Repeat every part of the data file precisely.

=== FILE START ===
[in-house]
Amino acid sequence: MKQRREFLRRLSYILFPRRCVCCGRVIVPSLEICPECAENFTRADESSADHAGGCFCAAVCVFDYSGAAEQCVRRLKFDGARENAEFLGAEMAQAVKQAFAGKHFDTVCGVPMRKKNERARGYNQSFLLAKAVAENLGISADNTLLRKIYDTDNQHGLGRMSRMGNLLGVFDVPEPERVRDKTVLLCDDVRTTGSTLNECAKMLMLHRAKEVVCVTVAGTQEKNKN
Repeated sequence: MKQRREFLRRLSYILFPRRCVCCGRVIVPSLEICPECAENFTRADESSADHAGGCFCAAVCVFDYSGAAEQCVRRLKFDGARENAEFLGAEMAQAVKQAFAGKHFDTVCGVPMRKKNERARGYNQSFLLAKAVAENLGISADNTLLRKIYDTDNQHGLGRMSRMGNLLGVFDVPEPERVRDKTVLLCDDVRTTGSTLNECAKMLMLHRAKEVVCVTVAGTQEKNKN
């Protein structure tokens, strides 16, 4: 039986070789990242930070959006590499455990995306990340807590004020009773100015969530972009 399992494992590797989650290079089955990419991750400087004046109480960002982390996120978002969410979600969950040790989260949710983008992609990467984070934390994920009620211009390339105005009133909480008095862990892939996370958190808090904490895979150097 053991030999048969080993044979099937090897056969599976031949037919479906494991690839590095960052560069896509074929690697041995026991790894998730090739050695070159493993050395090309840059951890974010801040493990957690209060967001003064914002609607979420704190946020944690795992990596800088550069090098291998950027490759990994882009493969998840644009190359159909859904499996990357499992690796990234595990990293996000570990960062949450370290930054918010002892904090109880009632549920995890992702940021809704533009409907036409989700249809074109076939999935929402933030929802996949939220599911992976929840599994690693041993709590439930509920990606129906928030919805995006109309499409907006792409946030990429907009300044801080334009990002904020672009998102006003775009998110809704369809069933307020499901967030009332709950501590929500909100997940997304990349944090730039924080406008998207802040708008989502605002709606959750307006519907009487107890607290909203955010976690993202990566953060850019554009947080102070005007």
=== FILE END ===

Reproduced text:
[in-house]
Amino acid sequence: MKQRREFLRRLSYILFPRRCVCCGRVIVPSLEICPECAENFTRADESSADHAGGCFCAAVCVFDYSGAAEQCVRRLKFDGARENAEFLGAEMAQAVKQAFAGKHFDTVCGVPMRKKNERARGYNQSFLLAKAVAENLGISADNTLLRKIYDTDNQHGLGRMSRMGNLLGVFDVPEPERVRDKTVLLCDDVRTTGSTLNECAKMLMLHRAKEVVCVTVAGTQEKNKN
Repeated sequence: MKQRREFLRRLSYILFPRRCVCCGRVIVPSLEICPECAENFTRADESSADHAGGCFCAAVCVFDYSGAAEQCVRRLKFDGARENAEFLGAEMAQAVKQAFAGKHFDTVCGVPMRKKNERARGYNQSFLLAKAVAENLGISADNTLLRKIYDTDNQHGLGRMSRMGNLLGVFDVPEPERVRDKTVLLCDDVRTTGSTLNECAKMLMLHRAKEVVCVTVAGTQEKNKN
């Protein structure tokens, strides 16, 4: 039986070789990242930070959006590499455990995306990340807590004020009773100015969530972009 399992494992590797989650290079089955990419991750400087004046109480960002982390996120978002969410979600969950040790989260949710983008992609990467984070934390994920009620211009390339105005009133909480008095862990892939996370958190808090904490895979150097 053991030999048969080993044979099937090897056969599976031949037919479906494991690839590095960052560069896509074929690697041995026991790894998730090739050695070159493993050395090309840059951890974010801040493990957690209060967001003064914002609607979420704190946020944690795992990596800088550069090098291998950027490759990994882009493969998840644009190359159909859904499996990357499992690796990234595990990293996000570990960062949450370290930054918010002892904090109880009632549920995890992702940021809704533009409907036409989700249809074109076939999935929402933030929802996949939220599911992976929840599994690693041993709590439930509920990606129906928030919805995006109309499409907006792409946030990429907009300044801080334009990002904020672009998102006003775009998110809704369809069933307020499901967030009332709950501590929500909100997940997304990349944090730039924080406008998207802040708008989502605002709606959750307006519907009487107890607290909203955010976690993202990566953060850019554009947080102070005007």